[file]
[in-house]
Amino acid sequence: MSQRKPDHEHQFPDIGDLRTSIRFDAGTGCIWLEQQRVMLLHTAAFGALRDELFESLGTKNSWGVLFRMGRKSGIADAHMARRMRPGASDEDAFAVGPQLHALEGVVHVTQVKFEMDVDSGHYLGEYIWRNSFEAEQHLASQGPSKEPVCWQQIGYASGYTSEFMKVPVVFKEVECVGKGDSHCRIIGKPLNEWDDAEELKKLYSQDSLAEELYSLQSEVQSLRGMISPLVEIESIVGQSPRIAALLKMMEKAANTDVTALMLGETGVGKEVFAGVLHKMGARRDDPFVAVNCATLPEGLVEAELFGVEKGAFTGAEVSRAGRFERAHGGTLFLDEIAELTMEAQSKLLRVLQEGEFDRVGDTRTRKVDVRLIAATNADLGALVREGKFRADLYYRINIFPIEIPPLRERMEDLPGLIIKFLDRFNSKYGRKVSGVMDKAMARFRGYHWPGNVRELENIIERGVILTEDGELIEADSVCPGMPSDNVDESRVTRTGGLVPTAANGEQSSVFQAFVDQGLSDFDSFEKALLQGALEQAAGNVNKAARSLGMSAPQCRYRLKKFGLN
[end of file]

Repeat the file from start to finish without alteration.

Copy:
[in-house]
Amino acid sequence: MSQRKPDHEHQFPDIGDLRTSIRFDAGTGCIWLEQQRVMLLHTAAFGALRDELFESLGTKNSWGVLFRMGRKSGIADAHMARRMRPGASDEDAFAVGPQLHALEGVVHVTQVKFEMDVDSGHYLGEYIWRNSFEAEQHLASQGPSKEPVCWQQIGYASGYTSEFMKVPVVFKEVECVGKGDSHCRIIGKPLNEWDDAEELKKLYSQDSLAEELYSLQSEVQSLRGMISPLVEIESIVGQSPRIAALLKMMEKAANTDVTALMLGETGVGKEVFAGVLHKMGARRDDPFVAVNCATLPEGLVEAELFGVEKGAFTGAEVSRAGRFERAHGGTLFLDEIAELTMEAQSKLLRVLQEGEFDRVGDTRTRKVDVRLIAATNADLGALVREGKFRADLYYRINIFPIEIPPLRERMEDLPGLIIKFLDRFNSKYGRKVSGVMDKAMARFRGYHWPGNVRELENIIERGVILTEDGELIEADSVCPGMPSDNVDESRVTRTGGLVPTAANGEQSSVFQAFVDQGLSDFDSFEKALLQGALEQAAGNVNKAARSLGMSAPQCRYRLKKFGLN